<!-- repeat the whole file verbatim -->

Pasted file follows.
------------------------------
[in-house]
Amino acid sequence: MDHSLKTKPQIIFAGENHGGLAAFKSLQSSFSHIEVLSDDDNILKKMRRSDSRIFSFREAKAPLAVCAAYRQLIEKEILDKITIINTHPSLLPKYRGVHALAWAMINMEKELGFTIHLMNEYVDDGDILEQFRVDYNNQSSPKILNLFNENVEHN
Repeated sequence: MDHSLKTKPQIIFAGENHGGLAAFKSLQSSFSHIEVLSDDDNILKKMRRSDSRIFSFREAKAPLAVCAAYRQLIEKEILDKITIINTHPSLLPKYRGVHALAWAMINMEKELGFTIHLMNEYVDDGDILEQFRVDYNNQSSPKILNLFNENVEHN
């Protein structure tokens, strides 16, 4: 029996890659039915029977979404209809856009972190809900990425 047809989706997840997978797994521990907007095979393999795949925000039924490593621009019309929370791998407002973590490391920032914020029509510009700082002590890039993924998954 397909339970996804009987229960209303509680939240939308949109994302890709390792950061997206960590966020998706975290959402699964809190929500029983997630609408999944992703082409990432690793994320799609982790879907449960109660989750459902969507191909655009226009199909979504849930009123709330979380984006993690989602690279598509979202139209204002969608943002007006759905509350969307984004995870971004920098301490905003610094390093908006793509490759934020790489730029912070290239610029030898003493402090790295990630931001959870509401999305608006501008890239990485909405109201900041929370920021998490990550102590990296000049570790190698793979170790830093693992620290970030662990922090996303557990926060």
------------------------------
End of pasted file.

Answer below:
[in-house]
Amino acid sequence: MDHSLKTKPQIIFAGENHGGLAAFKSLQSSFSHIEVLSDDDNILKKMRRSDSRIFSFREAKAPLAVCAAYRQLIEKEILDKITIINTHPSLLPKYRGVHALAWAMINMEKELGFTIHLMNEYVDDGDILEQFRVDYNNQSSPKILNLFNENVEHN
Repeated sequence: MDHSLKTKPQIIFAGENHGGLAAFKSLQSSFSHIEVLSDDDNILKKMRRSDSRIFSFREAKAPLAVCAAYRQLIEKEILDKITIINTHPSLLPKYRGVHALAWAMINMEKELGFTIHLMNEYVDDGDILEQFRVDYNNQSSPKILNLFNENVEHN
């Protein structure tokens, strides 16, 4: 029996890659039915029977979404209809856009972190809900990425 047809989706997840997978797994521990907007095979393999795949925000039924490593621009019309929370791998407002973590490391920032914020029509510009700082002590890039993924998954 397909339970996804009987229960209303509680939240939308949109994302890709390792950061997206960590966020998706975290959402699964809190929500029983997630609408999944992703082409990432690793994320799609982790879907449960109660989750459902969507191909655009226009199909979504849930009123709330979380984006993690989602690279598509979202139209204002969608943002007006759905509350969307984004995870971004920098301490905003610094390093908006793509490759934020790489730029912070290239610029030898003493402090790295990630931001959870509401999305608006501008890239990485909405109201900041929370920021998490990550102590990296000049570790190698793979170790830093693992620290970030662990922090996303557990926060």